The Sustainability Committee thinks that the Division has some really great sustainable efforts going on and we’ve decided to put the spotlight on some individuals that are spearheading these wonderful efforts.
This month’s Sustainability Spotlight highlights Ann Doyle and the Outreach Education Office!
Here’s what Ann had to say:
In addition to my role in Outreach Education I voluntarily serve on the BSU Center for Sustainability Advisory Board. For the past 5 years, I have coordinated the End of the Semester Residence Hall Collection Drive in Crimson, East and when we have enough people for the tables, Miles. I seek volunteers, both staff and students to monitor the collections in the halls to be sure we are collecting quality useable goods. We start the collections the day after exams begin and continue through the end of exams. The tables are monitored weekdays from 9am until 4pm. The goal is to reduce the quantity of materials going into the landfills, while providing useable goods to local social service agencies.
The first year I coordinated this effort, I had no idea how hard it would be to get an agency to come and pick up the items. Most agencies want items delivered to them. Thankfully, the second year of the program I was put in touch with Taunton State Hospital and until this year they came to campus and picked up the donated items. Taunton State Hospital would host a yard sale with the donated items and used the money raised with their clients. This year, Taunton State Hospital is experiencing great change so they were unable to participate in the collections in the residence halls. I contacted the Salvation Army and they agreed to come and pick up the donated goods but had stricter guidelines about what they would accept, so our numbers are quite a bit lower. The majority of items collected are clothing. Each year I deliver the food we collect to the Bridgewater Food Pantry.
How do you promote sustainability in your office?
The Peer Educators am are actively involved in the Residence Hall Collection Drive. They monitor the tables, assuring that what we collect is useable, inventory the items, sort and bag or box them. They know from being in the office that I really encourage them to reduce, reuse and recycle, with reduce being the most important. Within the Outreach Education Office, we review documents on screen rather than printing them, we print on the back side of previous flyers and also recycle any materials that can be recycled on campus. I bring home items that can’t be recycled on campus. I bring lunch to work in reusable containers and have a reusable plate and utensils in the office. During the spring Outreach Education hosted Sustainable Craft Workshops leading up to Sustainability Week, sponsored by the Center for Sustainability. Our workshops were on Wednesday afternoons and those who attended got to make various items from recycled materials. Our most successful workshop was when Colleen Belmore taught people how to knit coffee cup cozies from donated yarn. Pictures of all the workshops are on the Outreach Facebook page www.facebook.com/BSUOutreachEducation.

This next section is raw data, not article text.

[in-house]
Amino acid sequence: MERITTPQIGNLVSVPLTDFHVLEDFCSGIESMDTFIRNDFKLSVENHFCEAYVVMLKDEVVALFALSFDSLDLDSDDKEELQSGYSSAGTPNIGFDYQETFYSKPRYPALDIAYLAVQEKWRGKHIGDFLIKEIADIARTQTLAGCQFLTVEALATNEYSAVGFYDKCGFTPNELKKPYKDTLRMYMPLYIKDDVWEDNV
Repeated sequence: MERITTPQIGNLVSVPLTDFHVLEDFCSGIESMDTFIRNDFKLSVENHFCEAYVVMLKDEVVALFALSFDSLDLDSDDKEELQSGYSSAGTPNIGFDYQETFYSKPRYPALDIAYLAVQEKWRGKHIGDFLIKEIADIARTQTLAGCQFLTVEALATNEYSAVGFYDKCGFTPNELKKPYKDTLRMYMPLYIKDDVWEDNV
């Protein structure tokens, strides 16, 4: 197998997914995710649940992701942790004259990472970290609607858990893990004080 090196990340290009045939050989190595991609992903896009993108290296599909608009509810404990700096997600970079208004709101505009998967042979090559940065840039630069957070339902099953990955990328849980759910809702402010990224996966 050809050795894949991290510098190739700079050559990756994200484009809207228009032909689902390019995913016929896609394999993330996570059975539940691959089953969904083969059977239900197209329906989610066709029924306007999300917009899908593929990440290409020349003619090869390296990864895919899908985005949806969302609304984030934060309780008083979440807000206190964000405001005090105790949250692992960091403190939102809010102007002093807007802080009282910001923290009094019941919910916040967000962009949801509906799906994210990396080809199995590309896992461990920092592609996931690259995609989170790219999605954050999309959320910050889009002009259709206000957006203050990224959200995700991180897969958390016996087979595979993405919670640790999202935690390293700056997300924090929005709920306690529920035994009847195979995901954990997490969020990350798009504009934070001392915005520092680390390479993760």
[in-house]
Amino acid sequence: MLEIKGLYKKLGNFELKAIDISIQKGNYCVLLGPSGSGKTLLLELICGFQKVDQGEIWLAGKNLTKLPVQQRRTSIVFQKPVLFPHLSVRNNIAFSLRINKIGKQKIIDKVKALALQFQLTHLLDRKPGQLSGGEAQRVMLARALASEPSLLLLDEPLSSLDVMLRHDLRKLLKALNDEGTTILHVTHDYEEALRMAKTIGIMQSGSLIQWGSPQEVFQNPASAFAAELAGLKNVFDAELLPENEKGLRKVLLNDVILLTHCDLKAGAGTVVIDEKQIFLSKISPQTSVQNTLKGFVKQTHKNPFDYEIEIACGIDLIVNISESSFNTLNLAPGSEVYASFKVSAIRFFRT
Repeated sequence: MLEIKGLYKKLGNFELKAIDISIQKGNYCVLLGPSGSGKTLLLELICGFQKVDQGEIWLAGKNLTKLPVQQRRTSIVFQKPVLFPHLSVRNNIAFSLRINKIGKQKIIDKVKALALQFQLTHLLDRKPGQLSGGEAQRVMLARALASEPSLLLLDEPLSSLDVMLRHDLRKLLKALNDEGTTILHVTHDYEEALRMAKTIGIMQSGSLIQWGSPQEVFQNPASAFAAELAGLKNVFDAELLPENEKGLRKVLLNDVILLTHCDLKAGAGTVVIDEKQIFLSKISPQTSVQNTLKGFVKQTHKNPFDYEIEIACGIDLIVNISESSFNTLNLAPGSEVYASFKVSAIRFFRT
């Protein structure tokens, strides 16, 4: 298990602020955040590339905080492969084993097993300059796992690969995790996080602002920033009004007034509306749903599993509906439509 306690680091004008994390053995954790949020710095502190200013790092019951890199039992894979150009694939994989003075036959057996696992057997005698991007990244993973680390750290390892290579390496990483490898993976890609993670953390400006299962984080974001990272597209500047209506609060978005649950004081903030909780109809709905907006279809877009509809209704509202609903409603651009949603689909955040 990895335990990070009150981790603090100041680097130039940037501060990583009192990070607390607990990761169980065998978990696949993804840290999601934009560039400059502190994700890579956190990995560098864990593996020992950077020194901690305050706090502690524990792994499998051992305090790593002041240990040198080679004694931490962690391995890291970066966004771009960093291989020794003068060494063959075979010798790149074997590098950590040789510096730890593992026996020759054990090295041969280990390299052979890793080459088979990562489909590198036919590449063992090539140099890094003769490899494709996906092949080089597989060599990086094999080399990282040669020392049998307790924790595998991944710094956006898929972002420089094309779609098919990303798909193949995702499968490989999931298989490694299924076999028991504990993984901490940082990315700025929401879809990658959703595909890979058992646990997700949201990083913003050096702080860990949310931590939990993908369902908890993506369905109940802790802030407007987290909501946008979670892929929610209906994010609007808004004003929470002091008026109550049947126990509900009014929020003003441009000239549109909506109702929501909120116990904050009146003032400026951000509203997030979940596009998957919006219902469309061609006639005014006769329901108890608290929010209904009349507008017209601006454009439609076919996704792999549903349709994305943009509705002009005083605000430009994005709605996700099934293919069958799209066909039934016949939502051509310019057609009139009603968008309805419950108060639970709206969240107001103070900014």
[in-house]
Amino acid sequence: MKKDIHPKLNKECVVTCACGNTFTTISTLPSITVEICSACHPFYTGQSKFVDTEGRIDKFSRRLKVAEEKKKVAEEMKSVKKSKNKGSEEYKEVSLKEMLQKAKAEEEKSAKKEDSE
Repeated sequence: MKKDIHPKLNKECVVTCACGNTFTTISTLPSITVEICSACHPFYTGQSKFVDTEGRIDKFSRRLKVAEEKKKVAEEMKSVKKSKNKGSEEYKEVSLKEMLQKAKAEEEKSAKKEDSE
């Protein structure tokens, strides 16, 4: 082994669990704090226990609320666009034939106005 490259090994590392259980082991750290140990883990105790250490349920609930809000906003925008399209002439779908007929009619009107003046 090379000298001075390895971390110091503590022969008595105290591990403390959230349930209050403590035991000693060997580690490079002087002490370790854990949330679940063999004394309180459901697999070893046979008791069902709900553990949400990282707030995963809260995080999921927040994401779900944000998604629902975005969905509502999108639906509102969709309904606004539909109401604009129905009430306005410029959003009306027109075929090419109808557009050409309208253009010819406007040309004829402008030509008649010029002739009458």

Why is sustainability important to you?
We only have one earth and we need to take care of it in order to avoid limiting the choices of future generations. We can’t expect to live as a throw-away society and not have repercussions. People need to seriously consider the decisions they make and realize how they are impacting others currently and in the future.
If money were no object, what sustainable practice would you implement in your office?
I would arrange for the commuter rail to have perfect timing for my arrival and departure from campus so I could walk to the train in the morning and walk home from the train at night.